Francesco Ballarin (1, 2) & Shuqiang Li (1)
(1) Institute of Zoology, Chinese Academy of Sciences, 1 Beichen West Road, Chaoyang District, Beijing 100101, P. R. China
(2) Sezione di Zoologia, Museo Civico di Storia Naturale di Verona, Lungadige Porta Vittoria, 9, I-37129 – Verona, Italy
Nesticidae is a relatively small family of troglophilic spiders widely distributed along temperate, subtropical and tropical areas of the world and currently including 15 genera and 278 species (World Spider Catalog, 2018). Traditionally the family has been considered rather uniform since its establishment by Simon in 1894, with the wide majority of the North American, European and Asian species previously included in the genus Nesticus. Only recently, new studies carried out using both morphological characters and molecular analysis have revealed a much wider diversity of genera and species, allowing a consistent revision of the family. Here we illustrate the current phylogenetic status of Nesticidae inferred on the base of new molecular studies and we discuss the primary role of ancient climatic events in shaping the evolutionary history of these spiders. To accomplish this goal we analyzed the sequences of more than 120 nesticid species, mostly from Europe and Asia. We selected two mitochondrial (COI & 16S) and four nuclear gene fragments (18S, 28S, H3 & Actin5c) for a total of more than 6000bp to reconstruct, and subsequently time-calibrate, a robust phylogenetic tree of nesticid spiders. Our preliminary results show that the family Nesticidae, as intended so far, could be polyphyletic with the genera Gaucelmus, Hamus and Nescina possibly belonging to different spider families. We confirm the ancient age of the family dating its origin in Upper Cretaceous and we identify three main evolutionary lineages within the Nesticidae sensu stricto. Accordingly to our preliminary analysis, the climatic and geological events occurred in Eurasia along the second half of the Eocene Epoch (~41–34 Ma) deeply shaped the phylogeny and distribution of Nesticidae, causing extinctions and promoting allopatric speciation between the close-related European and Asian clades. More recently, during the last 15 Ma, a faster diversification rate can be recorded involving a possibly explosive radiation in the taxa distributed in the Carpathian Mountains and in Japan.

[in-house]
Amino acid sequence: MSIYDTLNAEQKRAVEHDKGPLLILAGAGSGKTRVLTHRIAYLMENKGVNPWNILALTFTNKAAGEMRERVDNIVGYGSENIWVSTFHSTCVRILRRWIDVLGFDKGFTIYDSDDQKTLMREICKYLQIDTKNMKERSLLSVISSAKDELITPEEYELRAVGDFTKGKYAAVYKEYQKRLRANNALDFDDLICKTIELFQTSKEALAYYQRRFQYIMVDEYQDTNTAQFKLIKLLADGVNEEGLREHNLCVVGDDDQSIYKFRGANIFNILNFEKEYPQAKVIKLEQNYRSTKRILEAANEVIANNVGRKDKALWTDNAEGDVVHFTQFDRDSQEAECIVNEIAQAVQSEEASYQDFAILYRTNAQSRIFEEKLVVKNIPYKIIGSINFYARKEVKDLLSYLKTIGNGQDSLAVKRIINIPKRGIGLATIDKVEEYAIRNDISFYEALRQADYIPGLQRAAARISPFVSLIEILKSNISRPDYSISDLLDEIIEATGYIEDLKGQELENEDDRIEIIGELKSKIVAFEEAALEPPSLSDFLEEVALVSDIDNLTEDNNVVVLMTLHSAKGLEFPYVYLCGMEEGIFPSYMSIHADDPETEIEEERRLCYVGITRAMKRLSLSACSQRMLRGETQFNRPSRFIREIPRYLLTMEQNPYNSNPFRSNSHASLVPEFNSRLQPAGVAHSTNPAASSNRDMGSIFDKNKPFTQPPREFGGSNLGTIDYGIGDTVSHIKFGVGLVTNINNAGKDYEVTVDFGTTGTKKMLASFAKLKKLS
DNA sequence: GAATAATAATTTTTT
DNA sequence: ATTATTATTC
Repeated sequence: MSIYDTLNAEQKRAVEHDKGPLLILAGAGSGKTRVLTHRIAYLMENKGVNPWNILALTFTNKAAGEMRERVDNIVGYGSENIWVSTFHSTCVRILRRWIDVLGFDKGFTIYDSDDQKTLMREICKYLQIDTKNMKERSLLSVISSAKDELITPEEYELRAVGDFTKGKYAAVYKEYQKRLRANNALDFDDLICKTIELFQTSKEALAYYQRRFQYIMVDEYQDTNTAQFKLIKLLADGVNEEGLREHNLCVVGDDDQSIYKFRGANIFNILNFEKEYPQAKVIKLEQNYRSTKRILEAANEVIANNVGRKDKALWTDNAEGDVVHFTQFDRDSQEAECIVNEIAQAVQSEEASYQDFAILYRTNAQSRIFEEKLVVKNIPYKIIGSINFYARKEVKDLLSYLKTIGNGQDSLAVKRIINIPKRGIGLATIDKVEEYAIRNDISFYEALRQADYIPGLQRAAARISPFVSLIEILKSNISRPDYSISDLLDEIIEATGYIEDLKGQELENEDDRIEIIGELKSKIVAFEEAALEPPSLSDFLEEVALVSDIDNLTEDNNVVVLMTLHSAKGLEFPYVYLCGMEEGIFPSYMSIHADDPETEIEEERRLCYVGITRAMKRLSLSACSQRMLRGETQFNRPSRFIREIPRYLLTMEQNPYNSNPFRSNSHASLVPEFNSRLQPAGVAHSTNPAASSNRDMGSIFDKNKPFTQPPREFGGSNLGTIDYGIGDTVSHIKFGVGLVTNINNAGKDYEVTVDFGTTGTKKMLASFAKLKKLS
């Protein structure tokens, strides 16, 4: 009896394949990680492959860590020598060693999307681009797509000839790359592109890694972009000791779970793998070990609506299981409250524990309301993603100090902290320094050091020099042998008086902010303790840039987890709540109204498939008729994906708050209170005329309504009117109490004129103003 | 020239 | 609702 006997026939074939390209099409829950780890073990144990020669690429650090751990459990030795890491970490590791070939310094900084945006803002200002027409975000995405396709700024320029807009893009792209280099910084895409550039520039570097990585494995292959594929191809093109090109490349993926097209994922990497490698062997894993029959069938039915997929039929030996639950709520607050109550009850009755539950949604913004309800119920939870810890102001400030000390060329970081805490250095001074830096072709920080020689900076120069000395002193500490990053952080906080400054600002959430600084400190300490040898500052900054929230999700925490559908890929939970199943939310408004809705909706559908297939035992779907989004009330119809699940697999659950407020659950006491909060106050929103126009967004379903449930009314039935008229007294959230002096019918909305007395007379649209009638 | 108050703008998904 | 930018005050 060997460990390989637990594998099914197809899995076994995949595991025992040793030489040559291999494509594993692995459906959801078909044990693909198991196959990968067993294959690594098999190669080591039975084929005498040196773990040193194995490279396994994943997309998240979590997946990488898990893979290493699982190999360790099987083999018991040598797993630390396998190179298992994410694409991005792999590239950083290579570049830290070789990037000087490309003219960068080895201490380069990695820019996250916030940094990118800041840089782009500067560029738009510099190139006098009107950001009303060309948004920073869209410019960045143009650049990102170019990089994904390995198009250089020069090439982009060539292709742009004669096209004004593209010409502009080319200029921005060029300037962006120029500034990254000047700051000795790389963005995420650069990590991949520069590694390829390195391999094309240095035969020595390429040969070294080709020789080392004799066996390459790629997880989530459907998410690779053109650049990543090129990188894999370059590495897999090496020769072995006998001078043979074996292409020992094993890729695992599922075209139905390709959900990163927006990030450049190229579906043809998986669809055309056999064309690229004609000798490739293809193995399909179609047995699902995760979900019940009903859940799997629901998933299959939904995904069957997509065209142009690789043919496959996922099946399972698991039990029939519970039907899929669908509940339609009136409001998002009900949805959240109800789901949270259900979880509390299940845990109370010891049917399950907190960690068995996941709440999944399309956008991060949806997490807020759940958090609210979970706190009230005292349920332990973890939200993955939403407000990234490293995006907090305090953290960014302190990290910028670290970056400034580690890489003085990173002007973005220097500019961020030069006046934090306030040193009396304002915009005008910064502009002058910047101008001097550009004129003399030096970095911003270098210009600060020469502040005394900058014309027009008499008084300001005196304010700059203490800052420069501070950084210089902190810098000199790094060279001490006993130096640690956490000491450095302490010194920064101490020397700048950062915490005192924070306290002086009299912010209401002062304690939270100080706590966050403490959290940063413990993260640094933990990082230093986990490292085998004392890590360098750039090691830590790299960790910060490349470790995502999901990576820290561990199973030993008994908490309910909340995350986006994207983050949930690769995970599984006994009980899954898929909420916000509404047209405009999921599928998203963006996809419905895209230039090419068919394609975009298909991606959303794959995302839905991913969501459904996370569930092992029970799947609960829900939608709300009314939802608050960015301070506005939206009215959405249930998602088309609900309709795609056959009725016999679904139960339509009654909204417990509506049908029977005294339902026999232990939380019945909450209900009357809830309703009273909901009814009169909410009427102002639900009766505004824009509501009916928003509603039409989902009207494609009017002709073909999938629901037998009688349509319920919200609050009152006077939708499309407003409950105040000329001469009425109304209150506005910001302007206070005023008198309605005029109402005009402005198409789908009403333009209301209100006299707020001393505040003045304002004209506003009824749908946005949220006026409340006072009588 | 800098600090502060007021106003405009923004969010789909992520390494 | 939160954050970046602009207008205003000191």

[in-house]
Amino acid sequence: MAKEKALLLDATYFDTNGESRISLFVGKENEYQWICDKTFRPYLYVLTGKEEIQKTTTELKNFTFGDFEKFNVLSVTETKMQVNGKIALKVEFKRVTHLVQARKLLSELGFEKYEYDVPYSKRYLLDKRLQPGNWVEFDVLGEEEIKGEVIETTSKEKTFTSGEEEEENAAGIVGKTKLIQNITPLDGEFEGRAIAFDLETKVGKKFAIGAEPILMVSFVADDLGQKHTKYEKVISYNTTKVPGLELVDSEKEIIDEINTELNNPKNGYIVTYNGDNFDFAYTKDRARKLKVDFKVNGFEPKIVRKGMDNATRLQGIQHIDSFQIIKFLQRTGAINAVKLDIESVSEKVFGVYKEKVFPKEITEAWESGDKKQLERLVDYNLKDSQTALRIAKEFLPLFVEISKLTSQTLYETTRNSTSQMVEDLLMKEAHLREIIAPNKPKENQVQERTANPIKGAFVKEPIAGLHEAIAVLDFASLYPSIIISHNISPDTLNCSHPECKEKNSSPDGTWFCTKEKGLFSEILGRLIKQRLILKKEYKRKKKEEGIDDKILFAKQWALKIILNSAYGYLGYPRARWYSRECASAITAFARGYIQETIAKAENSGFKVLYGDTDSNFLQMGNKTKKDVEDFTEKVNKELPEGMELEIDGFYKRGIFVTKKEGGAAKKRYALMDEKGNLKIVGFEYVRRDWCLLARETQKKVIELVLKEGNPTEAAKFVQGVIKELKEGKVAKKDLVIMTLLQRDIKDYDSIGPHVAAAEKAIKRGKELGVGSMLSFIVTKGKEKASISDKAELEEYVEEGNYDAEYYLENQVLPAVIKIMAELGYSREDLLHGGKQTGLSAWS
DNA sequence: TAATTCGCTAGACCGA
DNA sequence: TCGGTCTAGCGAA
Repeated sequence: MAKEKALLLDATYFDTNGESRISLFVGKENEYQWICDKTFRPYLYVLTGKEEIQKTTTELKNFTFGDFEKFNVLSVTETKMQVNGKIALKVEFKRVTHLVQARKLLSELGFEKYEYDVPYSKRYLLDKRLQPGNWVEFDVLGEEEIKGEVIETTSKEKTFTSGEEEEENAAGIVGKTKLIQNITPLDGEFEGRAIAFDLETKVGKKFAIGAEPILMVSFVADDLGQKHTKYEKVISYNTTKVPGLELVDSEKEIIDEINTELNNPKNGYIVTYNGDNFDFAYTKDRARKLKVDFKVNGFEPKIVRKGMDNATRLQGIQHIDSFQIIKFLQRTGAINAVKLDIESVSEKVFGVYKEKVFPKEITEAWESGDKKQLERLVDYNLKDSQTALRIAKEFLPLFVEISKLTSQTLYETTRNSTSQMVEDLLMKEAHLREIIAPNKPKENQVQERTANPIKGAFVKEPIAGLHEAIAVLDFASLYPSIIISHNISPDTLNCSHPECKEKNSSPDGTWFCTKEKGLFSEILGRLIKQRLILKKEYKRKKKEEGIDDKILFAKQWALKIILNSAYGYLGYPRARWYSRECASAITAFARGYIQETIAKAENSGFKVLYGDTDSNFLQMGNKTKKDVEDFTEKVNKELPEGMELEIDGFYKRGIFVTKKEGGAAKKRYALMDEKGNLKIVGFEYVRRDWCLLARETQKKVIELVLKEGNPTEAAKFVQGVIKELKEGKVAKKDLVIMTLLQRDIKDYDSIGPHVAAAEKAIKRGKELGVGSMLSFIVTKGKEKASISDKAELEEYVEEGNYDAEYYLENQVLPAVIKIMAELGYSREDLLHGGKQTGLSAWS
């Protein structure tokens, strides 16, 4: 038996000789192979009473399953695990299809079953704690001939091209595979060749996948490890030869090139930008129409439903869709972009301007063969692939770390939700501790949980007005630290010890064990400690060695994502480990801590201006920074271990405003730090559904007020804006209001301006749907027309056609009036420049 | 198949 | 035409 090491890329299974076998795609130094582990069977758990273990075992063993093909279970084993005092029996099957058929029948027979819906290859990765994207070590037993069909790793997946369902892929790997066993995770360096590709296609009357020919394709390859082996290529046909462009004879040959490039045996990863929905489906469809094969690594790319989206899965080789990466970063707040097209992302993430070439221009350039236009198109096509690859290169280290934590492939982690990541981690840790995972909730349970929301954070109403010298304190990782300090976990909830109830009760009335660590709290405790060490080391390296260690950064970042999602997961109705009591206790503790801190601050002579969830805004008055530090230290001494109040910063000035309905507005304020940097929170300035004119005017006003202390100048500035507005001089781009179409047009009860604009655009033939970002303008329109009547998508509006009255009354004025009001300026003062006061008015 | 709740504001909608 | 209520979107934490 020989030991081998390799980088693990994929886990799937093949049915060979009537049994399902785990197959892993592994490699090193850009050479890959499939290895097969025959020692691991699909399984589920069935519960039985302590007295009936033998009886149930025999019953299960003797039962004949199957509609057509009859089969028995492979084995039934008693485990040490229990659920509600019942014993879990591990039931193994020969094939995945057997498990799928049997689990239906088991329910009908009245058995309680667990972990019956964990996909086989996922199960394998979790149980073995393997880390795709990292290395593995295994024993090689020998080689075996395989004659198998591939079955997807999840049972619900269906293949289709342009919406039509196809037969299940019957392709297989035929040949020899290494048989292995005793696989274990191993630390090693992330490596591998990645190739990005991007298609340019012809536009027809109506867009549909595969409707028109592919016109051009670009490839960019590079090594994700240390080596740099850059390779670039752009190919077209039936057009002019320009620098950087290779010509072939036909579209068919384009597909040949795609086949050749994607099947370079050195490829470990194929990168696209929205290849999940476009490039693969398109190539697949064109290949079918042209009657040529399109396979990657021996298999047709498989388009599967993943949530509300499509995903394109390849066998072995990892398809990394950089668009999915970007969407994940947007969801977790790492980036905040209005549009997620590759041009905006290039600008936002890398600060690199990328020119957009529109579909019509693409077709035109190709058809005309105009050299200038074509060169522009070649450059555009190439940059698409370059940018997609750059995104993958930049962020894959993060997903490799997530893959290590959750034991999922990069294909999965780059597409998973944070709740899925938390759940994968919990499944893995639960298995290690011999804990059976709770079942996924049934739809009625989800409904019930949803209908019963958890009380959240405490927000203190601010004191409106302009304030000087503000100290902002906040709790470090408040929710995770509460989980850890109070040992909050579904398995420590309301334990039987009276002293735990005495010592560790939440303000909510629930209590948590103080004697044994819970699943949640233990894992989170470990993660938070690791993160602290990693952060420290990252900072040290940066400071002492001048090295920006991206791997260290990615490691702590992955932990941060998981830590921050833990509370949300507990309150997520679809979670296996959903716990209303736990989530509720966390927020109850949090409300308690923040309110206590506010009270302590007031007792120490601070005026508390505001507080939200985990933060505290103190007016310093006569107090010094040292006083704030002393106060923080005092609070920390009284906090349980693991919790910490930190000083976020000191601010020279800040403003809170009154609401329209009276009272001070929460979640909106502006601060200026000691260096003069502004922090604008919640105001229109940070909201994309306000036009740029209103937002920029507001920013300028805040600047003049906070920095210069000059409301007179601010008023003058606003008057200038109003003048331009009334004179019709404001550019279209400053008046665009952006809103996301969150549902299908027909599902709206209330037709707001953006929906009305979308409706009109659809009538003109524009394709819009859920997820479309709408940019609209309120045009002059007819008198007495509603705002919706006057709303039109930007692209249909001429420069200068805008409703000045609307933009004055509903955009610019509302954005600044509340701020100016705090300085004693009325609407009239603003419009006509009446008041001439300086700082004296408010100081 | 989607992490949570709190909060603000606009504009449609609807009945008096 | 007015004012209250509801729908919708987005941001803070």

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Francesco Ballarin & Shuqiang Li